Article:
BC: You cite a Home Office rape study from 1999 indicating that the majority of rape complaints were classified by police as “no crime” or “no further action.” Why was no action taken against female false accusers? Is this an example of chivalry justice?

Steve Moxon: At root this is down to the standard “doing down” of men and “bigging up” women. Prejudice in favor of women — privileging them — means that they are given “the benefit of the doubt” regarding their motivation for fabricating a complaint; yet we know that the predominant form that female aggression takes is “relational” (indirect). Fabrication of complaints that have a devastating impact on those accused is exactly how we should expect women to behave. But apart from this — and this is the bigger picture — women make up allegations not through malice but to cover up their own misdemeanor — even when the embarrassment caused seems trivial. The underlying reason for this appears to be to do with evolved reasons why women might non-consciously try to cover up extra-pair sex. It seems that we intuit this, and somehow accept this sort of behavior by women.

BC: Is there any truth to the notion that males think more logically than do women? Conversely, are women more emotion-based in their reasoning?

Steve Moxon: There are now known to be massive sex differences in brain architecture, so that there are near order of magnitude differences between male and female brains in terms of IQ-related neural connectivity and processing tissue. Men’s brains are much more about processing, whereas women’s are much more about connectivity — it has long been known that the structure carrying the nerve fibers connecting the two cerebral hemispheres is far thicker in women. This structural difference shows up overall. So it is that Simon Baron-Cohen characterizes male brains as “systemizing” and female as “empathizing.” This difference has evolved because of the very different problems that the sexes have to deal with in their lives. Women have to be “people” people, and men have to compete and be good at something.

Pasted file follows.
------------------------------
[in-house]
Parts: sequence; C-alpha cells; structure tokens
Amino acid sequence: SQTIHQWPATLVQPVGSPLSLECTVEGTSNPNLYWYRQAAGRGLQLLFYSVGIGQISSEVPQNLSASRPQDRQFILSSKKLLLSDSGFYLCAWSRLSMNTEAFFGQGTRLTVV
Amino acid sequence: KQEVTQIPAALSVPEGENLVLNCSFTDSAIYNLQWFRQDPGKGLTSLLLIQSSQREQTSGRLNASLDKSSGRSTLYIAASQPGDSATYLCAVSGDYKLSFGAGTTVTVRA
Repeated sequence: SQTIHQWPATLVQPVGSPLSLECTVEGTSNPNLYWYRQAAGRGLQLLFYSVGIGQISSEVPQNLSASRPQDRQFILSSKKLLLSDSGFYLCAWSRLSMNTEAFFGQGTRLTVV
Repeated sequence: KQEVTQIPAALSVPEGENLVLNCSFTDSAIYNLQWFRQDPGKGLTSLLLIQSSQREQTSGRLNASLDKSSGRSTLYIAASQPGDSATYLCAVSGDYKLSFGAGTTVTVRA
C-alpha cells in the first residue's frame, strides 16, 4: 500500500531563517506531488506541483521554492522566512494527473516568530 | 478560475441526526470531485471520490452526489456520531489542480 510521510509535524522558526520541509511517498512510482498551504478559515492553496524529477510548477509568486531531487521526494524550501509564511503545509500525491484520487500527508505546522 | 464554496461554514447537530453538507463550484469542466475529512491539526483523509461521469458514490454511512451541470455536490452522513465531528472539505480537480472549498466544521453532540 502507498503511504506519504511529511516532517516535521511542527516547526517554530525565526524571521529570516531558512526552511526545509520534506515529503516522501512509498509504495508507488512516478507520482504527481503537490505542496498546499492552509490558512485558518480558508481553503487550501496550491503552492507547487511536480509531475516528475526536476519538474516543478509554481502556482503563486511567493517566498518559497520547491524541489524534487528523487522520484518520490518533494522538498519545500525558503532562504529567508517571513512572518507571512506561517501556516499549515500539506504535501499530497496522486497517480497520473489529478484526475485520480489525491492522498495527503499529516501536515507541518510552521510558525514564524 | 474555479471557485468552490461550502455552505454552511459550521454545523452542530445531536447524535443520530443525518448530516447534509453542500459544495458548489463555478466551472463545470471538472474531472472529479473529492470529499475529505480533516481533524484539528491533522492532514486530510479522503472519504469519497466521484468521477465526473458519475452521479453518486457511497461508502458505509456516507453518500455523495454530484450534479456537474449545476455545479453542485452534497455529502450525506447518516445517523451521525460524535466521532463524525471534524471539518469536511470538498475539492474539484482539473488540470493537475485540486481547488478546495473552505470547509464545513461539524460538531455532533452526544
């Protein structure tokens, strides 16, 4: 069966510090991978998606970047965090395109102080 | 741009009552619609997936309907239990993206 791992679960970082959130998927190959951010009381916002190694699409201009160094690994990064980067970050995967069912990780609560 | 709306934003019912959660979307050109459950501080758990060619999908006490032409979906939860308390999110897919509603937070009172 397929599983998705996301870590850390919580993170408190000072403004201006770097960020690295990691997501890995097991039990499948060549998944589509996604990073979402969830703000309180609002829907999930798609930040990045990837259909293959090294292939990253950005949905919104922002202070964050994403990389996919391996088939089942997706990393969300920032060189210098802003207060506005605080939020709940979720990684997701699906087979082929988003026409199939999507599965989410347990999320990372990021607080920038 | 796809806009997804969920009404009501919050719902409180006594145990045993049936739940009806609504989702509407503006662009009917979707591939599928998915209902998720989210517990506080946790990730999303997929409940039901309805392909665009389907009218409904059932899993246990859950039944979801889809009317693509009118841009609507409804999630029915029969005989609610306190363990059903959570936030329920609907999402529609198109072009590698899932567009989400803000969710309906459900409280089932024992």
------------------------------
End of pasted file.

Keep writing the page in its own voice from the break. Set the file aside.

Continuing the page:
BC: Can we conclude that males paying for sex is non-pathological? Indeed, is it merely a reflection of supply and demand?

Steve Moxon: Not only is it non-pathological, but it makes sense morally. All normal men, quite apart from a long-term loving relationship, desire an endless stream of novel sexual partners. Most men are not attractive enough to women (because they don’t have high enough status) to achieve this, and even those men who are high status don’t want to risk their long-term relationships for a fling. Their one-night-stands may well be in courting mode, as it were, and actively seek to destroy the man’s marriage. Unlike men, women’s jealousy has evolved not to be provoked so much by a partner’s extra-pair sex as by emotional infidelity, so women usually are relatively unperturbed by a partner’s visits to prostitutes. A fully fledged long-term affair is an entirely different matter.

BC: I recognize that England and America have differing laws and regulations, but what universal policies could government enact — or perhaps more importantly, discontinue — to better the lot of men in our nations, and, thus, increase equality and justice for all?

Steve Moxon: The law should start with recognizing profound sex difference rather than pretending that treating the sexes exactly equally is fair. It isn’t. For example, policies that seek to equalize the sexes in jobs high up work organization hierarchies necessarily very heavily directly discriminate against men, because it is natural that men hugely outnumber women here. Men are far more intra-sexually competitive than are women. Without a good job a man has no life: he can’t attract or maintain a partner. This is not true for any woman. All women can have a life irrespective of the nature of their jobs, or whether they have any job at all.

BC: Thank you so much for your time and thank you for writing this book, Mr. Moxon.


The Amateurs’ Hour: Is the Internet destroying our culture, or is it just annoying our snobs?

The Cult of the Amateur: How Today’s Internet is Killing Our Culture, by Andrew Keen, New York: Currency, 228 pages, $22.95